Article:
This week’s guest editor is Alan Hudson, Head of UK and Ireland Restructuring.
Inflation to the left of me, online rivals to the right…many of our retailers really do look stuck in the middle, squeezed between rising economic and structural challenges in 2017. This week, we’re looking at the EY ITEM Club’s latest thinking on the consumer, in the context of disruptive and structural pressures on the sector, to understand why retail is the subject of so much concern in 2017. And then we ask: what can retailers do to not just survive, but ride the storm?
The economic squeeze
Ask any economist –including our own– why post-BREXIT economic forecasts were wrong, and they’ll almost certainly say – “the consumer”. Given the Referendum’s divisiveness, I don’t think there is a universal explanation as to why UK consumers kept spending. For some, it was clearly a positive move, others may have brought purchases forward because they feared the consequences. What we do know is that there was more money for both groups to spend in 2016 given the continuing jobs growth, low inflation and interest rate cut.
So, why are we so concerned now? Because, as EY ITEM Club’s latest report explains, in 2017 it’s not just about confidence, but spending power. Two fundamental changes in particular look set to make 2017 a watershed moment for consumers and retailers.
1. The end of the long-running inflation holiday
Sterling’s fall combined with rising commodity prices creates a double-whammy for retailers, since it both raises import prices and reduces disposable income. Inflation is forecast to peak over 3% in 2017 – and hit a higher than forecast 2.3% in February.. Pre-BREXIT currency hedges are starting to run their course, with the pound 15% lower against the dollar than this time last year.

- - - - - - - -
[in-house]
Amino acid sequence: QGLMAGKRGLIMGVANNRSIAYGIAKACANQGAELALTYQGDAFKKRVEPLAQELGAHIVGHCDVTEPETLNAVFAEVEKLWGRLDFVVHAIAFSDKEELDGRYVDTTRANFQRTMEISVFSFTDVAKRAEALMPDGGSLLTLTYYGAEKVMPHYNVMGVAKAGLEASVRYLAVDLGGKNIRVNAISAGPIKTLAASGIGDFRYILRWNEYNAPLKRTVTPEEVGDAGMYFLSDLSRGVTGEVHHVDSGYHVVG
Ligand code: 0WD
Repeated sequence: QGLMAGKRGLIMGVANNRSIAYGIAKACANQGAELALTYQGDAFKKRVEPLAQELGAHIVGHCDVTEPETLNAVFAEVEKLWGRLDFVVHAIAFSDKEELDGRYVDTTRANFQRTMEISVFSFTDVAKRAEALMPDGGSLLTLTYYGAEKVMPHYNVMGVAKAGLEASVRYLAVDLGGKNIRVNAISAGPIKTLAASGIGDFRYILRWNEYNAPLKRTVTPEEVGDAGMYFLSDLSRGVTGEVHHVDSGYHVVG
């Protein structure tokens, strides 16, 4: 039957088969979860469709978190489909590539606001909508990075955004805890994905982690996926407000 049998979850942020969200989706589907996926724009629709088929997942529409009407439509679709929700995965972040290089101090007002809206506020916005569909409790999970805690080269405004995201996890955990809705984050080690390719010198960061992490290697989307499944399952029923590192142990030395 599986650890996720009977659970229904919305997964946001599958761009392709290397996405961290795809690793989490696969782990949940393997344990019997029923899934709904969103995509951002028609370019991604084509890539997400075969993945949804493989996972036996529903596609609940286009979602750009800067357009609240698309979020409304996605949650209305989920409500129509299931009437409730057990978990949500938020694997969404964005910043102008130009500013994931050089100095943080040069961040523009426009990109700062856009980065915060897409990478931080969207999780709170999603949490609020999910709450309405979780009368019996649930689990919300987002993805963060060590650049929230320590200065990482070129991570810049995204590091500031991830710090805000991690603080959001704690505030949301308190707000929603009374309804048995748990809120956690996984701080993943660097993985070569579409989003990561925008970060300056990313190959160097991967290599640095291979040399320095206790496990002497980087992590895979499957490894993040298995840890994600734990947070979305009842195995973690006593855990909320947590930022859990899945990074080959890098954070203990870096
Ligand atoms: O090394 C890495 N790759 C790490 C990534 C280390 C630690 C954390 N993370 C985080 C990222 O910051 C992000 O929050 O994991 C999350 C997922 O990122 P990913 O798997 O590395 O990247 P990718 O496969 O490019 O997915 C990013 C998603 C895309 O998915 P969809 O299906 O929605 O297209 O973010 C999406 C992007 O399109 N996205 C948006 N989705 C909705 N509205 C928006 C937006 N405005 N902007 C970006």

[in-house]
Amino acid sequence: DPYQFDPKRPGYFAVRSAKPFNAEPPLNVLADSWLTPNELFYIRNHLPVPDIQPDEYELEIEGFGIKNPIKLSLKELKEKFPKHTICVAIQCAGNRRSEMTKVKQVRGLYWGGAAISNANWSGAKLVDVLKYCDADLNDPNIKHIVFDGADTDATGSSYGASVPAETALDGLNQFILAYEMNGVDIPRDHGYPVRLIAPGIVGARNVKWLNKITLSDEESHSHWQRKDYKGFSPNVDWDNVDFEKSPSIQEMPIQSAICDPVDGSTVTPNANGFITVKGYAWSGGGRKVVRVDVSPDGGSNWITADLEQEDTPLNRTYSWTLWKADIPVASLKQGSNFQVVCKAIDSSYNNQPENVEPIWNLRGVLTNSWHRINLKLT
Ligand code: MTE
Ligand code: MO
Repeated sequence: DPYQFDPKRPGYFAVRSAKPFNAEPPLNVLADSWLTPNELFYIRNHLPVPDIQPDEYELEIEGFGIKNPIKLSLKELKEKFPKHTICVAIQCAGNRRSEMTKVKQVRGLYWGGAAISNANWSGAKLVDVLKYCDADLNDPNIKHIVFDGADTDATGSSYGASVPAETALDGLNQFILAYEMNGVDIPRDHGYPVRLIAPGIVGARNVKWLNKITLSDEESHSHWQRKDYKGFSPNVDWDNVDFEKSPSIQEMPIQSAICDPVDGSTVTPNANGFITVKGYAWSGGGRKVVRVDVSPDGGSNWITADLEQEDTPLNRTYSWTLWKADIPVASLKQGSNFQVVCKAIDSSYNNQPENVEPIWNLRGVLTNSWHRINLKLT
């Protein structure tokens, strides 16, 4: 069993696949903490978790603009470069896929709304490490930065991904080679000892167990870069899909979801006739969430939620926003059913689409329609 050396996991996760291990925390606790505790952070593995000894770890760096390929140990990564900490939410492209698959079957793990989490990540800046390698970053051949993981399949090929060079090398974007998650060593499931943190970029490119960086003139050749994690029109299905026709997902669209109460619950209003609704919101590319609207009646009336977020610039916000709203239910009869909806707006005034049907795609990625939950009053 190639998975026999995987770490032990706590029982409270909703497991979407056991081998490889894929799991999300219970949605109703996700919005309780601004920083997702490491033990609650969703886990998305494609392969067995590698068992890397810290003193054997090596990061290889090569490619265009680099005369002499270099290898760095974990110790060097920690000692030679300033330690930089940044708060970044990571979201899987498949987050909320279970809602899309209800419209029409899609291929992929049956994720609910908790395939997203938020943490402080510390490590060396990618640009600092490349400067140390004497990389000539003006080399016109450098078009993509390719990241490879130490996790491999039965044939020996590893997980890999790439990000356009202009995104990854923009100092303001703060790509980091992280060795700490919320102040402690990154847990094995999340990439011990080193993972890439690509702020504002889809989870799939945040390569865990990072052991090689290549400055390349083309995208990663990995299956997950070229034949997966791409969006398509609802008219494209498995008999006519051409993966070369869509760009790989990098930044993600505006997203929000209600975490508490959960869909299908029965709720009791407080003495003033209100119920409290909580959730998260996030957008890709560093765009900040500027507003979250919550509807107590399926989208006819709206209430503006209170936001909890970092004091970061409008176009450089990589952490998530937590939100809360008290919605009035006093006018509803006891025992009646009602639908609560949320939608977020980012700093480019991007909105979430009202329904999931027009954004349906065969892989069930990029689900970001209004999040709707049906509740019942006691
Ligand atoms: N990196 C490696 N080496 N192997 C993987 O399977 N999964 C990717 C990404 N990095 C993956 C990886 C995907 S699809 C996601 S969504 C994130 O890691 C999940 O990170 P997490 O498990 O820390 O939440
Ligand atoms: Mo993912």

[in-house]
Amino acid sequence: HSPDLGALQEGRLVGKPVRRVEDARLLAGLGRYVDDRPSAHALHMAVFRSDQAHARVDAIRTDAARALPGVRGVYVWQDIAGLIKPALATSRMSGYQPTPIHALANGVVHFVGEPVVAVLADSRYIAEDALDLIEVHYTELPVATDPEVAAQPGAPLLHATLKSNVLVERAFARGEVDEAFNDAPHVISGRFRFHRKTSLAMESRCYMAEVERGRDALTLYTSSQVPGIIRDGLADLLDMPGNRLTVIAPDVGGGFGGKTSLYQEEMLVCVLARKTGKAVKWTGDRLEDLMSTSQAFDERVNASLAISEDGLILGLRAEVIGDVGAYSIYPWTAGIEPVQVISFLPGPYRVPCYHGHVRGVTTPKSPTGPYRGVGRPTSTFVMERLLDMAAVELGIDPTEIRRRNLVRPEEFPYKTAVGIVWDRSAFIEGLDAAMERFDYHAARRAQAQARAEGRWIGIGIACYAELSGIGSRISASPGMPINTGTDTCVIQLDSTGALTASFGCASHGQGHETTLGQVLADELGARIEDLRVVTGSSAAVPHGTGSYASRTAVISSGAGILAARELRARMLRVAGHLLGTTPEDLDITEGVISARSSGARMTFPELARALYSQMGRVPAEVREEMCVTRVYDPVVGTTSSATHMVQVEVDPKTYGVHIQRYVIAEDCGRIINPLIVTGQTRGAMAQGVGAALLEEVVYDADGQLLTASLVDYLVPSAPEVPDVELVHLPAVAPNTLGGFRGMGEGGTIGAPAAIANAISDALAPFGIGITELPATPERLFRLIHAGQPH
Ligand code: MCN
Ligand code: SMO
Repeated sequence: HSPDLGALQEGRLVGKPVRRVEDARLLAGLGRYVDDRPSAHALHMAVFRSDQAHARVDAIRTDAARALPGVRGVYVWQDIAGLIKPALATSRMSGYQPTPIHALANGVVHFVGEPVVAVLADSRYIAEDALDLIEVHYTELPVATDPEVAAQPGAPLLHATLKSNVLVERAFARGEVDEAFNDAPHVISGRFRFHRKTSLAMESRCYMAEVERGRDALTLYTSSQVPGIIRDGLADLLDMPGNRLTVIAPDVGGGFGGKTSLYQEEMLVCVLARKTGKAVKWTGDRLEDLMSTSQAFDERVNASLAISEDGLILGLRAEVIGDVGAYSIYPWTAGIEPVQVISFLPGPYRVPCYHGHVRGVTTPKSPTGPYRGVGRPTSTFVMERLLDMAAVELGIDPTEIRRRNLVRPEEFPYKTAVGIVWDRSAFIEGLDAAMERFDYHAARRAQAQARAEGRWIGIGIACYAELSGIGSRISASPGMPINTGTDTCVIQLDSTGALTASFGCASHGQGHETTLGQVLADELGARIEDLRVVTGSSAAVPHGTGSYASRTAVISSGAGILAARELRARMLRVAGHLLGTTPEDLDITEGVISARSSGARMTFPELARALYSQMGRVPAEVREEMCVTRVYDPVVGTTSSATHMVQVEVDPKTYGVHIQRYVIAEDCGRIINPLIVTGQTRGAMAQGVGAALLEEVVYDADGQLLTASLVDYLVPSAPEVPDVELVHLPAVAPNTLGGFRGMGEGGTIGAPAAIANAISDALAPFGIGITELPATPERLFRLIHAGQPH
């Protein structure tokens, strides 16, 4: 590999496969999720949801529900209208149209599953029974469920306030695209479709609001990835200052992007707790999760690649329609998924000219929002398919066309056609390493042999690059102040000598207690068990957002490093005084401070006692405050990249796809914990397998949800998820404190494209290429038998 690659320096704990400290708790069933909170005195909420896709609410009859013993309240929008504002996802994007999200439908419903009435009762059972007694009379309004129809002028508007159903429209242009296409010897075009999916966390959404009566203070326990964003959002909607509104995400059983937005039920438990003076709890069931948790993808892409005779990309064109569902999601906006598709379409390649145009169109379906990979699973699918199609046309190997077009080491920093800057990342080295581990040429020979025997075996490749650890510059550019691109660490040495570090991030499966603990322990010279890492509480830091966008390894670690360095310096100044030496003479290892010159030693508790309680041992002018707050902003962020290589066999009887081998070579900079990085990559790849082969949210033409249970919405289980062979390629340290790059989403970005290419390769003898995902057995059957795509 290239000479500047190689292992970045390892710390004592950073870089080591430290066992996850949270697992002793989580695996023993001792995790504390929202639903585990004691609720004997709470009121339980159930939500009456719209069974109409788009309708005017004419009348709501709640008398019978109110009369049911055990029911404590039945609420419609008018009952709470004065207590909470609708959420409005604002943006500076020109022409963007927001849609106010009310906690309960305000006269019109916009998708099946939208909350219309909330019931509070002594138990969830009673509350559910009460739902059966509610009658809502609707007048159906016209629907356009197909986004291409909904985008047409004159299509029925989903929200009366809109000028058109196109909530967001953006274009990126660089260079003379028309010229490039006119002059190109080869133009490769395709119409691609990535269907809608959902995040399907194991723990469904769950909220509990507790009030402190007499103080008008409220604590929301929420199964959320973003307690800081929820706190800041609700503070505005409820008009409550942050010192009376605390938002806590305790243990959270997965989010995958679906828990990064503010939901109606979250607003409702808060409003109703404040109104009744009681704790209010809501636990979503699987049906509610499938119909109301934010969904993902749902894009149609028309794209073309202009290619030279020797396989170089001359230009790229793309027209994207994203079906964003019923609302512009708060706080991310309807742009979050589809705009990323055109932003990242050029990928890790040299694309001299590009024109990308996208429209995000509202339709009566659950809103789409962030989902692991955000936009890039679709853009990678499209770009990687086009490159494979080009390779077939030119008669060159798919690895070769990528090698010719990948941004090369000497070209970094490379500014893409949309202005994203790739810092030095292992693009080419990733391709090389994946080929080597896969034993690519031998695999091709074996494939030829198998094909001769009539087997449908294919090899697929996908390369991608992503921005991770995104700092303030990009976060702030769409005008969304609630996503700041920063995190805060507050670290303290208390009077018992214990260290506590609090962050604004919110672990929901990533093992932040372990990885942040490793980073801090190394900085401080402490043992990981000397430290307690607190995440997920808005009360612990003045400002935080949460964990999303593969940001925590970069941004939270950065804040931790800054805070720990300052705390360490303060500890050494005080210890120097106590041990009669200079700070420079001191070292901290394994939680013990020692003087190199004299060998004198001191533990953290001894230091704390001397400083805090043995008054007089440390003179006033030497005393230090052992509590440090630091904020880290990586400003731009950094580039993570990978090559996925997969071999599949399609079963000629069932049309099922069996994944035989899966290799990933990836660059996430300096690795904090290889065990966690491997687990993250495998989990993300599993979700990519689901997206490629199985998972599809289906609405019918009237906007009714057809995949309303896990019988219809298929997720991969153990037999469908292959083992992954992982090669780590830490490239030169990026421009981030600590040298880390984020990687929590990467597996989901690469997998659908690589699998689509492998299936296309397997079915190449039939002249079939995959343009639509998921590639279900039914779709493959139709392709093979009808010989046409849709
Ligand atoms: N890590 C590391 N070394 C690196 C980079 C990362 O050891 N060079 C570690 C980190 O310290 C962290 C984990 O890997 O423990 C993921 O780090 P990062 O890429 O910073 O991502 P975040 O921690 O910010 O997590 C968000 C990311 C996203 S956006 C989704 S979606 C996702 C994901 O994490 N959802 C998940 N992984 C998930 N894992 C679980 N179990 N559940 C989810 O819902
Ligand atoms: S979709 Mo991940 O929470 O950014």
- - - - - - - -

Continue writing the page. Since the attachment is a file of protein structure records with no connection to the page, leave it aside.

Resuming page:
2. Slower employment and wage growth
UK employment growth is forecast at just 0.2% in 2017, against 1.4% last year. Low wage inflation will help retailers in their own business, but what they might gain on the swings, many will loose on the roundabouts –especially if their primary customer base is at the lower end of the income distribution scale, hardest hit by price rises and welfare changes.
Put this together and UK disposable income falls by 0.3% in 2017. Consumers use savings and borrowing to keep spending, but spending growth still falls from 2.8% in 2016 to 1.7% in 2017 and to 0.4% in 2018.
Today’s official retail sales figures for February do look surprisingly good at 1.4% growth; but this does come on the back of two months of falling sales. The underlying three month sales figures show a 1.4% decline for the second month in a row – the biggest drop since March 2010. This level of volatility – and unpredictability – have tripped many retailers up in the past
The structural squeeze
If that’s not enough, retailers also face the structural squeeze from rising internal costs – such as wages, the apprenticeship levy and business rates – and the increasing cost of investing to meet rising consumer expectations. It’s harder to draw the line between ‘physical’ and ‘digital’ when the consumer is permanently connected through smart devices and when they are buying and checking prices in-store. Consumer’s aren’t interested in channels, just the experience.
Not much further down the line, retailers will also need to contend with the unpredictable impact of BREXIT on the labour market and their supply and distribution channels. Indeed, when we look across our five UK Restructuring Drivers, retail is exposed at almost every point. The initial work on our EY Disruption Index, due for launch later this year, also highlights retail as one of the most exposed sectors to technological disruption.